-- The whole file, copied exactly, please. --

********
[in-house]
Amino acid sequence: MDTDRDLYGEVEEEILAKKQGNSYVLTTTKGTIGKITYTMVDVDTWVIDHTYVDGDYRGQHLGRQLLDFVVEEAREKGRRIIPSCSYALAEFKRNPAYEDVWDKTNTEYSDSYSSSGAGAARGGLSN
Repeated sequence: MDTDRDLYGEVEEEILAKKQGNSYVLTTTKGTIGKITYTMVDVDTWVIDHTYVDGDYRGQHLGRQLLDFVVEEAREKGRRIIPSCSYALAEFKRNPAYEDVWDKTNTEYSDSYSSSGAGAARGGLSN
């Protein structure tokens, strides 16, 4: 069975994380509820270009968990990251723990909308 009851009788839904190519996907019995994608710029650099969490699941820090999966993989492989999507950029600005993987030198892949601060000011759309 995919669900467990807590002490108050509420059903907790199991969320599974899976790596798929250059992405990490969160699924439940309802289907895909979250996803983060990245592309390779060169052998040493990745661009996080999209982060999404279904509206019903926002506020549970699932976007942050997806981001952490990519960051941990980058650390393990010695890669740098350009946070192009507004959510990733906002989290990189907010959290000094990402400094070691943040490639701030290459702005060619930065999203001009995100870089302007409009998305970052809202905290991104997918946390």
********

[in-house]
Amino acid sequence: MDTDRDLYGEVEEEILAKKQGNSYVLTTTKGTIGKITYTMVDVDTWVIDHTYVDGDYRGQHLGRQLLDFVVEEAREKGRRIIPSCSYALAEFKRNPAYEDVWDKTNTEYSDSYSSSGAGAARGGLSN
Repeated sequence: MDTDRDLYGEVEEEILAKKQGNSYVLTTTKGTIGKITYTMVDVDTWVIDHTYVDGDYRGQHLGRQLLDFVVEEAREKGRRIIPSCSYALAEFKRNPAYEDVWDKTNTEYSDSYSSSGAGAARGGLSN
């Protein structure tokens, strides 16, 4: 069975994380509820270009968990990251723990909308 009851009788839904190519996907019995994608710029650099969490699941820090999966993989492989999507950029600005993987030198892949601060000011759309 995919669900467990807590002490108050509420059903907790199991969320599974899976790596798929250059992405990490969160699924439940309802289907895909979250996803983060990245592309390779060169052998040493990745661009996080999209982060999404279904509206019903926002506020549970699932976007942050997806981001952490990519960051941990980058650390393990010695890669740098350009946070192009507004959510990733906002989290990189907010959290000094990402400094070691943040490639701030290459702005060619930065999203001009995100870089302007409009998305970052809202905290991104997918946390």